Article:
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In Steve McQueen‘s 12 Years a Slave the main Louisiana plantation we see, run by Edwin Epps (Michael Fassbender), is an authentically cruel environment. McQueen makes you feel the heat, tears, and fear there. Among all that sweat is Marry Epps, an Ice Queen played by Sarah Paulson. She’s unfazed by the sweltering brutality, engaging in it in a way that’s as terrifying as her husband Edwin, if not more so.

McQueen and Paulson turn her movements into moments of pure tension. She’s a villain seemingly without remorse, making her a character most actors might shy away from. Paulson, though, isn’t afraid of taking on the challenge. Speaking with her, it was obvious that under the right circumstances she’d be game for almost anything.

When do you know what’s the right film, play, or job to take?

I think it’s just always a roll of the dice, even if on paper it’s got all of the elements that you think you would need to have anything to be remotely good. And sometimes it still doesn’t work out that way. And other times, I did Martha Marcy May Marlene and [director] Sean Durkin had never done a full length feature before. But a short film of his had won the top prize in short film competition at Cannes. I took a risk on it even though he was a filmmaker there was no sort of proof that he had the goods, except for that short film. And it turned out to be great. I got very lucky that he was so extraordinary and the movie turned out so well. But sometimes it doesn’t always work like that, even in the best of circumstances.

To me, I try not to think about the result of it and I try to think about the experience I want to have. I wanted to work with Jeff Nichols and Steve McQueen because I had loved Take Shelter, and I had loved Hunger, and I had loved Shame. I thought I’ll do anything to be a part of these movies. I wish there was some kind of magic wand to help you figure out what thing was going to end up being great, but I just don’t think it works like that.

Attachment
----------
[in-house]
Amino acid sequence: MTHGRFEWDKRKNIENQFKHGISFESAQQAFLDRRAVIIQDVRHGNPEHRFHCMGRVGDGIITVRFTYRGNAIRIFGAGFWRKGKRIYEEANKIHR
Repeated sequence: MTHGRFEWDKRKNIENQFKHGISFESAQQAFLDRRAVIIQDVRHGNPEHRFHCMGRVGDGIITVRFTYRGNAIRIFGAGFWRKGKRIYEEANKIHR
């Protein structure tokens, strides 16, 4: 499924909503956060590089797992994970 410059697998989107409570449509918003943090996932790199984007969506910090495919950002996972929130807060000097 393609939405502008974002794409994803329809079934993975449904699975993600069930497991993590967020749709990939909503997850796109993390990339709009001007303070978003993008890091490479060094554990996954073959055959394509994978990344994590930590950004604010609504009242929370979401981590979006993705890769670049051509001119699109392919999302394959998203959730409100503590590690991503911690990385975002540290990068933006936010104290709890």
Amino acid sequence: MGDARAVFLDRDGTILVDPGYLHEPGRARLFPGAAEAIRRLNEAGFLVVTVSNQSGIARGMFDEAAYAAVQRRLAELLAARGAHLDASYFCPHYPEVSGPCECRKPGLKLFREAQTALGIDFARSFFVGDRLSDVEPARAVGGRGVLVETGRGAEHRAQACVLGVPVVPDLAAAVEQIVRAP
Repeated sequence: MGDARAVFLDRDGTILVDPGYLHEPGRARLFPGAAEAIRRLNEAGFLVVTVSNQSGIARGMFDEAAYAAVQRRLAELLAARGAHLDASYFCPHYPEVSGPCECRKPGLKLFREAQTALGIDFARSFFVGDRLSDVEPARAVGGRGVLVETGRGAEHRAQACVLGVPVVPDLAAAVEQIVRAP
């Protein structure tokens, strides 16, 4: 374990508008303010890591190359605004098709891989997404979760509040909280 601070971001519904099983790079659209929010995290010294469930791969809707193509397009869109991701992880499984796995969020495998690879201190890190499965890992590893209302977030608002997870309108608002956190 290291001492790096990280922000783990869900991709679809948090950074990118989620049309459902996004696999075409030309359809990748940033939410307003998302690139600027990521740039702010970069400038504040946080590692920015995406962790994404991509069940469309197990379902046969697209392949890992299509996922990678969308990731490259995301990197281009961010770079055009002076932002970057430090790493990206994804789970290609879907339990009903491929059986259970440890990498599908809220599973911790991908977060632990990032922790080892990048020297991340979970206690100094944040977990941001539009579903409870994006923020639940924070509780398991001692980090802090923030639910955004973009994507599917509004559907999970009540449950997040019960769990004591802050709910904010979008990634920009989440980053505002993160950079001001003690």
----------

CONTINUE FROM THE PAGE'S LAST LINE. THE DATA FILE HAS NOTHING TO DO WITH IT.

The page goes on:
I imagine walking onto a set with Steve McQueen, you do feel some level of confidence.

Yes. He’s intimidating to people because he really knows what he wants. A lot of directors spend a lot of time kind of coddling their actors and making them feel every single move they make is fantastic. He’s just not like that. He’ll let you know if it doesn’t ring true to him. He will always demand more and better. And, at the same time, he’s incredibly nurturing and will say things like, “There isn’t a choice you can make that would be wrong because you are in the sphere of her so solidly, but you just…anything you do will be the right choice. So just let it fly.”

That’s a very freeing thing to have with a director, because you know that they know they’ve cast the person they think is the most right for the part, and you have their confidence instilled in you because of that. I don’t think a lot of us worried that he didn’t know what he was doing.

Do you tend to get that level of trust from a director?

I think it just depends. I feel like Steve has this kind of singular vision. He’s a real filmmaker. And he’s really a storyteller, and he does it through moving pictures. But probably because he’s an artist in other mediums as well, he just knows very much what he wants. He’ll know it when he sees it. Sometimes you just have to keep going until he sees it and then you know what it is he’s looking for and you go from there. But some directors don’t really know. They’re waiting for you to show them something. I think that can be a very difficult way to work sometimes, because sometimes, with any given character, there’s an infinite number of ways that you can play something. You want somebody to help guide you and tell you, “This is really what I want.” That kind of specificity means you can really go far within the world of what he’s asked for because he knows so concretely what that is.